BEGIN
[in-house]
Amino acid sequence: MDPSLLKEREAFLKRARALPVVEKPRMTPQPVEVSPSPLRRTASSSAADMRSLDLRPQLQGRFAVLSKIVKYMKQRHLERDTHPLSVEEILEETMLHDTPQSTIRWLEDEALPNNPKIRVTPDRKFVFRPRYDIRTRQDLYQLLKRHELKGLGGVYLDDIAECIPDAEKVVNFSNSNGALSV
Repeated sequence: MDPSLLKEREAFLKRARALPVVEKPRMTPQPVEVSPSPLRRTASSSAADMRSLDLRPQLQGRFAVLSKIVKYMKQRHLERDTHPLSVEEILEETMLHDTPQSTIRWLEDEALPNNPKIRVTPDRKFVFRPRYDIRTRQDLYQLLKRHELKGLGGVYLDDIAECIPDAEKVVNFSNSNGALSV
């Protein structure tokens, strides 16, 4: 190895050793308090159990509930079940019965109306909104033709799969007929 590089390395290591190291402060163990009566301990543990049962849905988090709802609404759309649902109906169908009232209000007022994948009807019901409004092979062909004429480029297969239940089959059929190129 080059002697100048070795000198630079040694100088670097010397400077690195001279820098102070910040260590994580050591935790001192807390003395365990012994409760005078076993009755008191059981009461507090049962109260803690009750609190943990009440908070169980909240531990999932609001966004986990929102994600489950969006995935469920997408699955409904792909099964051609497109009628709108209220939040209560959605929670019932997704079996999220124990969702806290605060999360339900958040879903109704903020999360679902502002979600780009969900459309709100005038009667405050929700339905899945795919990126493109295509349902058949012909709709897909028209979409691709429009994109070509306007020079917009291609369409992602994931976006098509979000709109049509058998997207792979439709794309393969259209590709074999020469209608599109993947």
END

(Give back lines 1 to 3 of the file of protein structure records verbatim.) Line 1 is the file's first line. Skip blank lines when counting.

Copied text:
[in-house]
Amino acid sequence: MDPSLLKEREAFLKRARALPVVEKPRMTPQPVEVSPSPLRRTASSSAADMRSLDLRPQLQGRFAVLSKIVKYMKQRHLERDTHPLSVEEILEETMLHDTPQSTIRWLEDEALPNNPKIRVTPDRKFVFRPRYDIRTRQDLYQLLKRHELKGLGGVYLDDIAECIPDAEKVVNFSNSNGALSV
Repeated sequence: MDPSLLKEREAFLKRARALPVVEKPRMTPQPVEVSPSPLRRTASSSAADMRSLDLRPQLQGRFAVLSKIVKYMKQRHLERDTHPLSVEEILEETMLHDTPQSTIRWLEDEALPNNPKIRVTPDRKFVFRPRYDIRTRQDLYQLLKRHELKGLGGVYLDDIAECIPDAEKVVNFSNSNGALSV